Comment: Re: Impossible Fair Trial (Score 1) 337

by Marginal Coward (#49302425) Attached to: German Vice Chancellor: the US Threatened Us Over Snowden

Interesting points. I hadn't thought about possible whistleblower protection and/or its inapplicability to Snowden's case.

Another escape valve the system offers for "faireness" in such cases is a Presidential pardon, but that seems very unlikely. The US government as a whole sees Snowden's acts as quite damaging to national security, even if others see them as beneficial overall.

Comment: Re:Actual sums received by members of the suit (Score 2) 54

Class action suits are not designed to provide compensation to the current class.

OK, IANAL, so help me out here. If that's the case, why do plaintiffs get anything at all? Why not just give all the compensation to the lawyers and let those naive plaintiffs go make themselves whole? Why in the heck should the legal system care about people who were damaged in the first place?

Actually, to me, it looks much more like a situation of the foxes being in charge of the hen house. That would neatly explain why the hens never always receive chicken feed as compensation. (My apologies if you happen to be a fox by trade.)

Comment: Re:So be it (Score 1) 337

by Marginal Coward (#49301535) Attached to: German Vice Chancellor: the US Threatened Us Over Snowden

Why can't germany do its own intelligence? Why outsource intelligence to america?

I guess they're not that smart. (Sorry, couldn't resist.)

Actually, it's common for allies to share intelligence, which works to everyone's benefit. They probably all do it selectively: nobody shares everything they've got. See the Pollard case for an example.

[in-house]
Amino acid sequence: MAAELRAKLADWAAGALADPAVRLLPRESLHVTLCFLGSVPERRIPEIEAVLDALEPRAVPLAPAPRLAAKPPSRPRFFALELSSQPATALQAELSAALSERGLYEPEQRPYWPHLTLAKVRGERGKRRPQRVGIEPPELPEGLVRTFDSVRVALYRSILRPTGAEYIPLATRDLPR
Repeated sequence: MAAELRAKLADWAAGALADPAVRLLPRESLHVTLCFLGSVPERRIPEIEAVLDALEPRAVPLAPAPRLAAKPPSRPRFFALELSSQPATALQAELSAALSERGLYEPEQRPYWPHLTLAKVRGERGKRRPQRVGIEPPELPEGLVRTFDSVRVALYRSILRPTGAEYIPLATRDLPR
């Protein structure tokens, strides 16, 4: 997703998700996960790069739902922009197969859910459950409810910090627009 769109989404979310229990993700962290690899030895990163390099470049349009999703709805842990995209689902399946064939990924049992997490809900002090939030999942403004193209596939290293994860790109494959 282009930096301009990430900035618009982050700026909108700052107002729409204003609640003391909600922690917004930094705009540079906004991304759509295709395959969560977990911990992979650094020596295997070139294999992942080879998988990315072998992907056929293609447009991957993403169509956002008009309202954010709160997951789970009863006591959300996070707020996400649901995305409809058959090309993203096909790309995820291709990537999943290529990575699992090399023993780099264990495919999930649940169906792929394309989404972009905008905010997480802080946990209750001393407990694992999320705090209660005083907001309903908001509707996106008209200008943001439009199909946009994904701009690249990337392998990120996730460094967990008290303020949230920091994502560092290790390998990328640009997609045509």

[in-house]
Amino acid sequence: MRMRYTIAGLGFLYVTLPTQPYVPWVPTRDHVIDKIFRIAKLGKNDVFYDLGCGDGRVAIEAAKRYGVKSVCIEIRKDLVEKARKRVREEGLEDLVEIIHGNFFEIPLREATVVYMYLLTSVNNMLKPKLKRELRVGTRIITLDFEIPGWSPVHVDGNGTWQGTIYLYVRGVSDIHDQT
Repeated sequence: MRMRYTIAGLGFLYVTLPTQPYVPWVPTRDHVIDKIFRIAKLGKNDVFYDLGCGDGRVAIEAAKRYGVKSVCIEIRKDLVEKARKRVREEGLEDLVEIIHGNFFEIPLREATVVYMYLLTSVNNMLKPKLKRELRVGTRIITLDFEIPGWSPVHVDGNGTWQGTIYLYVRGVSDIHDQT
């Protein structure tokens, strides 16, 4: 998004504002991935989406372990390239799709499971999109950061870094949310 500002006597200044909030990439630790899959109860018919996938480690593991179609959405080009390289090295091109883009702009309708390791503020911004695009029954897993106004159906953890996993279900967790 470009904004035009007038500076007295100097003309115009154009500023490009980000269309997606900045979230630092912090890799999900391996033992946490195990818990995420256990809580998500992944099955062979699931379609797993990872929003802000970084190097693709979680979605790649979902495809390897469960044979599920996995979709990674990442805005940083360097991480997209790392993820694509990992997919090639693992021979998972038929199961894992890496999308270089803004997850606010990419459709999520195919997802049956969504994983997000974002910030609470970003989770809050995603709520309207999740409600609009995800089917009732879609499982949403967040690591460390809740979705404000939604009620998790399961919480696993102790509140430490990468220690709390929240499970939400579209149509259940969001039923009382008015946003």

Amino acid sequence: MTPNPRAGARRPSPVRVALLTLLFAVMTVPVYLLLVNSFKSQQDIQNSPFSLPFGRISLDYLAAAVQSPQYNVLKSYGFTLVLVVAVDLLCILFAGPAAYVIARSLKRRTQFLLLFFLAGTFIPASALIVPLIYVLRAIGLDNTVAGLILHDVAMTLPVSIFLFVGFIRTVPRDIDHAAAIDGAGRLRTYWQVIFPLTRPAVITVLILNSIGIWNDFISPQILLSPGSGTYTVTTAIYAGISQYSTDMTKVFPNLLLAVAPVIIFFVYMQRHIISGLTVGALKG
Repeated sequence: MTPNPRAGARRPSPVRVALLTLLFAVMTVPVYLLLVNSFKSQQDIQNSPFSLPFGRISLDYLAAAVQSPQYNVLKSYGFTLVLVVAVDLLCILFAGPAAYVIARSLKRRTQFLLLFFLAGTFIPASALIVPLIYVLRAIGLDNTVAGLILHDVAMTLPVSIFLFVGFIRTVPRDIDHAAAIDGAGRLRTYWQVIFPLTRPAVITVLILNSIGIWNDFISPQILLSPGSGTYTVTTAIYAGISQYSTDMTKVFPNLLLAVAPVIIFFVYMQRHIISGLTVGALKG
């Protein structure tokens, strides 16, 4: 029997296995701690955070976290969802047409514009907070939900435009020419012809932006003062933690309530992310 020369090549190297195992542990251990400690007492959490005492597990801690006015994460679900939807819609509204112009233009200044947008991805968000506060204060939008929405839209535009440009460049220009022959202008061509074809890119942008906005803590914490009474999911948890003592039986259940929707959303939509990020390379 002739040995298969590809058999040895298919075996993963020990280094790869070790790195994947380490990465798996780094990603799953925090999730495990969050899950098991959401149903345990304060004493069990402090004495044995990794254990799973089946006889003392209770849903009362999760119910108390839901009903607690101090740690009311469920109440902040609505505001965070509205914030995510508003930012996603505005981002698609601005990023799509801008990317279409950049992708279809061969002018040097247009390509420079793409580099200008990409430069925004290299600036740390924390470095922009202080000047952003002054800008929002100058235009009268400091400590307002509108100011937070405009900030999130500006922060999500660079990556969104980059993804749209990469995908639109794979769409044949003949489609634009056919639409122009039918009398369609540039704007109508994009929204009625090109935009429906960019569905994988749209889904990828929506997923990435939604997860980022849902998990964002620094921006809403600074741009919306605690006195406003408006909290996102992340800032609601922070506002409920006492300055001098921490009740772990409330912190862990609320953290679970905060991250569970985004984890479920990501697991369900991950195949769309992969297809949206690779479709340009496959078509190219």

Comment: Re: Impossible Fair Trial (Score 4, Insightful) 337

by Marginal Coward (#49301481) Attached to: German Vice Chancellor: the US Threatened Us Over Snowden

By "fair trial" do you mean to be tried in accordance with the law? Don't put me on the jury, because it seems clear to me that he did break the law by divulging classified information - and lots of it. In fact, he wouldn't be the popular hero he is if he hadn't broken the law. (Nobody becomes a popular hero by working secretly behind the scenes at NSA to reform the system from within.) So, I think even a fair trial would convict him. (Then again, that's why you shouldn't put me on the jury.) We could then expect his supporters to claim that the trial was unfair.

However, note that I'm referring only to the legal issue here. Whether or not what Snowden did was "right", "good", "moral", etc. is a different question that I know that many people here feel strongly about. But that's a separate issue.

Regardless, you can't simultaneously lionize him for having the guts to break the law in order to do what he and others see as the right thing, then expect him not to be convicted for breaking the law because "the full power of the US government would make any fair trial impossible."

Comment: Re:Actual sums received by members of the suit (Score 3, Insightful) 54

I think the lawyers are always the winners in these class action lawsuits. Years ago, I received a notice that I was the beneficiary of a class action lawsuit revolving around an airline ticket I had once purchased. It seemed like a gift to me because I didn't even know that I had been "damaged." So, the lawyers who brought the suit seemed to be doing me a favor.

As part of the settlement, I was to receive a coupon for a discount on a future ticket from the same airline. The coupon didn't have much face value, maybe $20. Even worse, there were a lot of restrictions on it. So, it was basically worthless.

The lawyers got paid in cash. I assume the lawyers and the defendant always structure these things to minimize the real cost to the defendant in return for maximizing the payout to the lawyers. And of course, compensating the "damaged" plaintiff doesn't really enter into it.

Comment: Re:Convenience (Score 1) 214

by Marginal Coward (#49293255) Attached to: The GNU Manifesto Turns Thirty

You say you couldn't use the software, which is not completely true.